So I’m not particularly delighted that part of the British government’s strategy for economic revival is new help for homebuyers. Haven’t we been here before?


On both sides of the Atlantic, opinion polls show a deep sense of injustice engendered by financial sector bailouts, when the same courtesy has been held back from households and smaller businesses. At the same time the politicians responsible for the bailouts, who must court the votes of the 99 percent for their own re-election, have colluded eagerly to load the blame onto bankers, obscure their own role, and absolve the voters from their own responsibilities.

Thus the crisis was “caused in part by completely irresponsible action on Wall Street” (President Obama), “those who helped bring about the crisis” are the bankers (President Sarkozy of France) or, more specifically, “white, blue-eyed bankers” (former President Lula da Silva of Brazil says he doesn’t know any “black bankers”).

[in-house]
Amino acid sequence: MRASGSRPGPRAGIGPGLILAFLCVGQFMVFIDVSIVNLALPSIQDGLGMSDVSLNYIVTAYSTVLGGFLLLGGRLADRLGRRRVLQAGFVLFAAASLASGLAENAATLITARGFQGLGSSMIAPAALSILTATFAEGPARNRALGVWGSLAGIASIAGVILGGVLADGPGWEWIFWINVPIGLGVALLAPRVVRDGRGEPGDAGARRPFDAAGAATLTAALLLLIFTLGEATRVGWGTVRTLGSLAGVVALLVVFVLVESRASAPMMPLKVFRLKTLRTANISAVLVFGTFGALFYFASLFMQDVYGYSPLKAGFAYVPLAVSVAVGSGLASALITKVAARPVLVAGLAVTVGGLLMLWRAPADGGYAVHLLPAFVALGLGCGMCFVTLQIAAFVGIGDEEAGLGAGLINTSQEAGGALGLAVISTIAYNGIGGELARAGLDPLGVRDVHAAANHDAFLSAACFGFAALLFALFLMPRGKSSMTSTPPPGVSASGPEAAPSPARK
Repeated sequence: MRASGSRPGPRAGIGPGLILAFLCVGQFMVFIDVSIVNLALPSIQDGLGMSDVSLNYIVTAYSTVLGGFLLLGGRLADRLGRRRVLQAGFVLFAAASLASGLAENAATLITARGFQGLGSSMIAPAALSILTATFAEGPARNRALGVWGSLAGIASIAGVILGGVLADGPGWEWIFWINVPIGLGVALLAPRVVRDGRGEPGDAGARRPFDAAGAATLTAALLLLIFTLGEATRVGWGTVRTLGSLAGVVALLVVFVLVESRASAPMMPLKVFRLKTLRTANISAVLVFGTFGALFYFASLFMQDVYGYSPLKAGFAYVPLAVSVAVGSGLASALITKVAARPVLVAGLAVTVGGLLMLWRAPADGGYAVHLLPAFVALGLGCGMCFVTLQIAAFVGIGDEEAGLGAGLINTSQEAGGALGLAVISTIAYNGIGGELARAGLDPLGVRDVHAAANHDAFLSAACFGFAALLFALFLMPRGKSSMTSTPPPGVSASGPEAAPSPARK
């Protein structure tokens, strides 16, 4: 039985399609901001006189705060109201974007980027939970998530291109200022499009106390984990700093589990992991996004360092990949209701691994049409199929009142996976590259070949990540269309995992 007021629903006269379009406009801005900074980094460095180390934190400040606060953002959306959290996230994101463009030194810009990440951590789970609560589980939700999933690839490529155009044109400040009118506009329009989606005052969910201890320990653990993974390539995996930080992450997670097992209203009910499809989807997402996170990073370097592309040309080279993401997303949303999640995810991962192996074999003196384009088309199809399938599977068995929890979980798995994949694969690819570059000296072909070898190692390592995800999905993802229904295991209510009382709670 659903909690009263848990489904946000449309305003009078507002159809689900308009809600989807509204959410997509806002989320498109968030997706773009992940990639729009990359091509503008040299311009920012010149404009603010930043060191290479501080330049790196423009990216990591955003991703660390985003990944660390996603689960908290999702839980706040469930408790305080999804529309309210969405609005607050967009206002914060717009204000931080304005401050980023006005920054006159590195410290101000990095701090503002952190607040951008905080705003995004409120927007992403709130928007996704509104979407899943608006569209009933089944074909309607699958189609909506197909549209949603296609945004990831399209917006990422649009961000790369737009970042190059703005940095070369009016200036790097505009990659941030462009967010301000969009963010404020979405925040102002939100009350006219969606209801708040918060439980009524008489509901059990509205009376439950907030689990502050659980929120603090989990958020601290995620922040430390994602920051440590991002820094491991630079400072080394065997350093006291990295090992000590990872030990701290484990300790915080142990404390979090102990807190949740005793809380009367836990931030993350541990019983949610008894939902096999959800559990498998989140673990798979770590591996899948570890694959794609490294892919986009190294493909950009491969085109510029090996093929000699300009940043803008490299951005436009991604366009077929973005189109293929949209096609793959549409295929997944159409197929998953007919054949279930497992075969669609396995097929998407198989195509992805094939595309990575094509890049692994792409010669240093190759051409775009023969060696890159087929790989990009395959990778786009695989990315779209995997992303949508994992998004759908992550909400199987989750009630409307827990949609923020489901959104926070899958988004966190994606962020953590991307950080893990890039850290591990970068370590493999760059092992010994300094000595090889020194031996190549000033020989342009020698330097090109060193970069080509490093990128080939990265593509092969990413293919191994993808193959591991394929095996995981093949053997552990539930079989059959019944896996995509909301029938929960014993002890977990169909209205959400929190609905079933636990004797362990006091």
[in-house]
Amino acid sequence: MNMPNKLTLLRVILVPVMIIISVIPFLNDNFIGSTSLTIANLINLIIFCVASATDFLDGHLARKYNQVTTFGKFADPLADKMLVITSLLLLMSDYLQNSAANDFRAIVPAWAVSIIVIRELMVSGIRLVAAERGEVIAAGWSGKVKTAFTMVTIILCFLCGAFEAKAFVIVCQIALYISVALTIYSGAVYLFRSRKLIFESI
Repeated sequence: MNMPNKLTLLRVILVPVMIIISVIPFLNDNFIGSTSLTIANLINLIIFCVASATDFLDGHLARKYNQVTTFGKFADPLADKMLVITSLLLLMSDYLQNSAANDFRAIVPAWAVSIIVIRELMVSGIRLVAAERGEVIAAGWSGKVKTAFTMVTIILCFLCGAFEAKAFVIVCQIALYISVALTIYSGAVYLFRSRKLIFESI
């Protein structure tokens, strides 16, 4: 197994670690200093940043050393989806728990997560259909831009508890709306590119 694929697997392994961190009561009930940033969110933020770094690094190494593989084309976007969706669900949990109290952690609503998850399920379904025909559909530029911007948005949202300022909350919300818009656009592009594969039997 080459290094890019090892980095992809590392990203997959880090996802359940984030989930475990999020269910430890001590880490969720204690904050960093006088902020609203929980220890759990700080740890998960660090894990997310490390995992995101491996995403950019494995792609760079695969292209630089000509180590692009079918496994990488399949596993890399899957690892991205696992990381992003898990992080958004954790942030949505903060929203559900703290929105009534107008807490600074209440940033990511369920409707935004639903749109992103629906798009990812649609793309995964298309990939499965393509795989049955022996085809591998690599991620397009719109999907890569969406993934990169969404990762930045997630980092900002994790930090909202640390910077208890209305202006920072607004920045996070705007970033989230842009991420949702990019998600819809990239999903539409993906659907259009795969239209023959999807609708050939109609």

A remedy that comes straight out of DIY economics is: take our money back. Hence the public support, widespread on both sides of the Atlantic, for a financial-transactions tax. In fact, it’s popularly known as the Robin Hood tax, after the medieval outlaw who stole from the rich to give to the poor.

When French President Sarkozy announced plans for a financial transactions tax in January, he said:

There is absolutely no reason why those who helped bring about the crisis shouldn’t pay to restore the finances. . . . We hope the tax will generate one billion euros ($1.3 billion) of new income and thus cut our budget deficit.

How does this work? In the world of DIY economics, if you take from the rich and give to the poor, the rich (who are few) become poorer and the poor (who are many) become richer, period. In other words, taxes fall on those that write the checks.

The chain of causation suggested by modern economics is somewhat longer, yet each step is still simple and transparent. A tax on profits increases the cost of capital to firms, so that eventually less capital is employed and every worker is less productive. The result is lower wages (as well as smaller profits). A tax on labor increases the cost of labor to firms, so that fewer workers are employed. The outcome is fewer jobs (as well as lower wages and smaller profits).